henri
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henri

Here is a memorial I created for George. Please visit and leave a message, light a candle, etc. http://www.ilasting.com/georgekell.php

Henri

henri
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henri

I created a memorial for George. Please visit and leave a message, light a candle, etc. Thanks.

http://www.ilasting.com/georgekell.php

Bill W
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Bill W

Borderline Hall of Fame credentials? Are you nuts?
Any ballplayer would be ecstatic to have Kell’s career stats. He was one of the best third basemen to ever play the game. Sure he wasn’t the long ball hitter but he always seemed to get the ball in play plus a .306 lifetime batting average ain’t nothing to sneeze at.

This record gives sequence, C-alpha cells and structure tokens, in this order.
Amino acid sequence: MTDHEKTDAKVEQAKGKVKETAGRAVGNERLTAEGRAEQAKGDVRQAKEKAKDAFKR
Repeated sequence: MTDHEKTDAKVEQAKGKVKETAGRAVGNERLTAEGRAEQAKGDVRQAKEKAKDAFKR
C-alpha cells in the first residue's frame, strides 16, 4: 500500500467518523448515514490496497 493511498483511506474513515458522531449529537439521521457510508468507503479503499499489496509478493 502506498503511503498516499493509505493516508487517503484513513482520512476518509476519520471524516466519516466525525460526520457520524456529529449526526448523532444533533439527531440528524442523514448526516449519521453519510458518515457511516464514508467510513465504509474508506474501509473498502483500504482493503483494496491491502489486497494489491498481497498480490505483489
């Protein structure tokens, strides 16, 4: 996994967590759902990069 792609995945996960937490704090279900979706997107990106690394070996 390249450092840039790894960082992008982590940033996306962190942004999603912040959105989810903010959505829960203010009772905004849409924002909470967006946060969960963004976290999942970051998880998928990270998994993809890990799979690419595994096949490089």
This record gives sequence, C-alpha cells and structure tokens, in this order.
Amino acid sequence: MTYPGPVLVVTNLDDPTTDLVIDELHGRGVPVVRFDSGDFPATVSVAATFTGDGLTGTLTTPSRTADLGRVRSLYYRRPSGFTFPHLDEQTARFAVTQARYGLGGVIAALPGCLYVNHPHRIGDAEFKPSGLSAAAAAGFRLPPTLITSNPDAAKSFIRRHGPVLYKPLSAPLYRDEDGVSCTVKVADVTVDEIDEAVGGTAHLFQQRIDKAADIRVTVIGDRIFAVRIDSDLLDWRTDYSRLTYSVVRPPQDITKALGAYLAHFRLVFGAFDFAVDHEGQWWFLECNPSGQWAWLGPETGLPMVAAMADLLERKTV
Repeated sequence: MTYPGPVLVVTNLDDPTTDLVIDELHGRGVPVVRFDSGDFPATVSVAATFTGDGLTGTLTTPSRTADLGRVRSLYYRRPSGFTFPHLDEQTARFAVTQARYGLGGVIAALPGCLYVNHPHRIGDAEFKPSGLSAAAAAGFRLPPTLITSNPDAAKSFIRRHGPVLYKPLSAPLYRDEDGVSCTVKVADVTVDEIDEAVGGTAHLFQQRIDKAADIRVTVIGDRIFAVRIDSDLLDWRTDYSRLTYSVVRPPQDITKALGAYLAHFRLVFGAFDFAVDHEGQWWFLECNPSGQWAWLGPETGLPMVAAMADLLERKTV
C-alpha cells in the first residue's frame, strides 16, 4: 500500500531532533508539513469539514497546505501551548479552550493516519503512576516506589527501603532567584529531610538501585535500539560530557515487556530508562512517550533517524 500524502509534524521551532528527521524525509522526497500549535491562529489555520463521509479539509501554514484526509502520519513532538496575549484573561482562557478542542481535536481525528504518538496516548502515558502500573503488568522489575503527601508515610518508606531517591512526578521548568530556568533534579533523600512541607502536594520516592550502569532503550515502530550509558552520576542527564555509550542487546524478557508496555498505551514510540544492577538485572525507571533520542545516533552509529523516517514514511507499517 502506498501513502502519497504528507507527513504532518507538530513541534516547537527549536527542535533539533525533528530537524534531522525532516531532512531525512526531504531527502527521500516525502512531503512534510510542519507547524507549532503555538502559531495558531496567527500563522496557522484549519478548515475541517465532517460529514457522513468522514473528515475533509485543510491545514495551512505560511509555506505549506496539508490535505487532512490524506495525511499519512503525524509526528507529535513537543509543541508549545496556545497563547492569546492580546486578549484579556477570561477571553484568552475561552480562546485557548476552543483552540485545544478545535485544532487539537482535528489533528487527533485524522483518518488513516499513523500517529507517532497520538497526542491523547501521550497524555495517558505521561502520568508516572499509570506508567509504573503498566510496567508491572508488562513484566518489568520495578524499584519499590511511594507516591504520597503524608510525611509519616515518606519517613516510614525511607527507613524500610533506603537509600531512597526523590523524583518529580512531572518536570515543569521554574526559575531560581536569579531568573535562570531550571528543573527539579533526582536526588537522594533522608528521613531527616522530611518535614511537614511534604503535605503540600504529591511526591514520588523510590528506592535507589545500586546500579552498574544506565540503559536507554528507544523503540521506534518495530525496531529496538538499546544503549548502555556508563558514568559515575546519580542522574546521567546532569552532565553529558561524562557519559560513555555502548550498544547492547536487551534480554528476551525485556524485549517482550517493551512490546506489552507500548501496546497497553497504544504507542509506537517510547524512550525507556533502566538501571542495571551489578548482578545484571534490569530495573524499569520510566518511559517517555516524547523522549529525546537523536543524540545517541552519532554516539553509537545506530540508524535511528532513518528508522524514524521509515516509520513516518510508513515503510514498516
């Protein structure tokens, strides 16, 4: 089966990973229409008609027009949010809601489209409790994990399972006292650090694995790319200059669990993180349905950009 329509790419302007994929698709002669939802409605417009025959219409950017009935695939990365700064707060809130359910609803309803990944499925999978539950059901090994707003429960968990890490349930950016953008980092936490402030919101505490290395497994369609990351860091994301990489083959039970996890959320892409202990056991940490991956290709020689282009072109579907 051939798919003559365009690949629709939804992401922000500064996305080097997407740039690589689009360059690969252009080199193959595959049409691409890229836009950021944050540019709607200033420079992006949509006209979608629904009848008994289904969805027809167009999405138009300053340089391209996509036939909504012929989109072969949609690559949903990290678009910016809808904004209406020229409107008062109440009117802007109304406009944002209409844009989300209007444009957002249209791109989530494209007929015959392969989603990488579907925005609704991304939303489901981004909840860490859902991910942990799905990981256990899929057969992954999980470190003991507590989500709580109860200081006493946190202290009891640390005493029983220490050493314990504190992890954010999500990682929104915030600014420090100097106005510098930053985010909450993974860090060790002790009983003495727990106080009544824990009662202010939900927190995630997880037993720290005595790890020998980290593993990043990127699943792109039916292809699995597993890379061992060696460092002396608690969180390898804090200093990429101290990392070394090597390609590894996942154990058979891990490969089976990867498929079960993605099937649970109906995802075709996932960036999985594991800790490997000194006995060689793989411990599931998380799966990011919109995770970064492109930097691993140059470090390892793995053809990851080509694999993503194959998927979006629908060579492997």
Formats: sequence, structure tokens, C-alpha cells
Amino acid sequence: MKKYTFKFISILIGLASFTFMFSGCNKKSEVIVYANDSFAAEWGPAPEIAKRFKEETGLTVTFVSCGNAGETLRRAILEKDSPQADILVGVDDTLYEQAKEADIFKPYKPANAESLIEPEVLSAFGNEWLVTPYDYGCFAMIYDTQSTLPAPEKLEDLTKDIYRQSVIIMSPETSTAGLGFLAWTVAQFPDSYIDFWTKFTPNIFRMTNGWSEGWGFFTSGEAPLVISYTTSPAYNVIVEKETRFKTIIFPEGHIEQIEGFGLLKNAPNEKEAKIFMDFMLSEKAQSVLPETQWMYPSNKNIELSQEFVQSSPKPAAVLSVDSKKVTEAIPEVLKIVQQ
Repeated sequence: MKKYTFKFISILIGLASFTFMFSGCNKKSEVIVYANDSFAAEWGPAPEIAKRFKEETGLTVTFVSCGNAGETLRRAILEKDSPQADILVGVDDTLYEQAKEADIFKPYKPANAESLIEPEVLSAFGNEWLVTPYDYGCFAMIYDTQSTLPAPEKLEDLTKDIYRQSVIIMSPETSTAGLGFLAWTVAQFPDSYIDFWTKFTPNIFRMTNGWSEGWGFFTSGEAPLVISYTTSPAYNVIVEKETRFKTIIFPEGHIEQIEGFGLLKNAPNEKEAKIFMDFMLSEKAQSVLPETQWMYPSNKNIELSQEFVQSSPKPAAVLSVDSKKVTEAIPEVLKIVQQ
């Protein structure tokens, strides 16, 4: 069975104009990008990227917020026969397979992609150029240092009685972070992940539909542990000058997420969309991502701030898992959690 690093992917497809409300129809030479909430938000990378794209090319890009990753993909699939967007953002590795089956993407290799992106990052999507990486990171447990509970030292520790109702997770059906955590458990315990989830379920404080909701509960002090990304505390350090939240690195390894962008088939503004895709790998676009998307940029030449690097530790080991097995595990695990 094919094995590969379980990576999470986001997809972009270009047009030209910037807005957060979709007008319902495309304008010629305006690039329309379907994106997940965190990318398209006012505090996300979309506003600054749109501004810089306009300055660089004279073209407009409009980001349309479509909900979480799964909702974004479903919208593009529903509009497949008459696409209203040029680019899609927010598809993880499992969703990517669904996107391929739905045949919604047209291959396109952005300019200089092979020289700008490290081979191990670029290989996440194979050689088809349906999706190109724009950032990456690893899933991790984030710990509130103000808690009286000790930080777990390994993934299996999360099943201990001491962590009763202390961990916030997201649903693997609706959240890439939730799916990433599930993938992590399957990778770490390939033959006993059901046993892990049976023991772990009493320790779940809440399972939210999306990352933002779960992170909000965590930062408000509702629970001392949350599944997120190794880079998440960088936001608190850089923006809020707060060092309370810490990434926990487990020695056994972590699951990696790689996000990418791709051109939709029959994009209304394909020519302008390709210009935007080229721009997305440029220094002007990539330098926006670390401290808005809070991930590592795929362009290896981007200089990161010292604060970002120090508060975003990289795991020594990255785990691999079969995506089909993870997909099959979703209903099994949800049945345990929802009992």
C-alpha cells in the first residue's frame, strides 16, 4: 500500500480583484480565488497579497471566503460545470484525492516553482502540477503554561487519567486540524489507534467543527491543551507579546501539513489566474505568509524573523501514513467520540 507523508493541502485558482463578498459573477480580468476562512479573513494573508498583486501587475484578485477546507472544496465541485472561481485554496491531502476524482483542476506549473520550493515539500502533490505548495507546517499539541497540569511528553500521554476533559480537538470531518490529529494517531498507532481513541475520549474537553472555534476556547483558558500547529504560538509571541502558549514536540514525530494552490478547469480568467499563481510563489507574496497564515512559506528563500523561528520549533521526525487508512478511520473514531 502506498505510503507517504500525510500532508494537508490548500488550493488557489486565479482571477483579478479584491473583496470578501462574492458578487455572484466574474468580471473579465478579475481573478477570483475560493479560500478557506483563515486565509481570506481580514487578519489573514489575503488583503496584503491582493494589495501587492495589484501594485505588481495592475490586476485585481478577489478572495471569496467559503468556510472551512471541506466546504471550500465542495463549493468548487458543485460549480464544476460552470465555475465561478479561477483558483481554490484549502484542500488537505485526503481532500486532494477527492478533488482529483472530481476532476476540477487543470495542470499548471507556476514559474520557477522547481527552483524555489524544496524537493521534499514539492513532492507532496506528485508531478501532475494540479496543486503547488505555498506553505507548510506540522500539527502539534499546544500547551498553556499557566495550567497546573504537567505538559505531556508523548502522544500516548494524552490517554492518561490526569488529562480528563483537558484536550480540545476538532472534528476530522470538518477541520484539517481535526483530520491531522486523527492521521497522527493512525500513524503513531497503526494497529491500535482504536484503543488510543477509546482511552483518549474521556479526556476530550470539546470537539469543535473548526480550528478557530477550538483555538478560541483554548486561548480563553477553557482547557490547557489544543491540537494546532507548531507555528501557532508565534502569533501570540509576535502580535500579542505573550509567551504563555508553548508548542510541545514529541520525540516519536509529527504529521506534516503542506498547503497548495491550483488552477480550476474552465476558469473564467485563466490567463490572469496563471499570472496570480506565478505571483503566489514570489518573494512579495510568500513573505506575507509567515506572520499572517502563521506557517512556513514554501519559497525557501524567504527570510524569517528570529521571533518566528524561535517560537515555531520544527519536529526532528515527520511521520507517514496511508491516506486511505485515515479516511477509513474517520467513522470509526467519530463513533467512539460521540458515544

Craig Calcaterra
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Craig Calcaterra
Bill W:  It’s not my intention to denigrate Kell’s accomplishments, and I don’t feel altogether comfortable talking objectively about his hall of fame credentials for fear that any criticism of him will be perceived (again) as such denigration. But the short version: Kell was an excellent contact hitter, but lacked the kind of power people had come to expect of third basemen in the 40s and 50s.  The fact that his numbers were posted in mostly hitters’ parks requires us to make some sort of mental deduction of the raw numbers as well. He was competent, but by no means… Read more »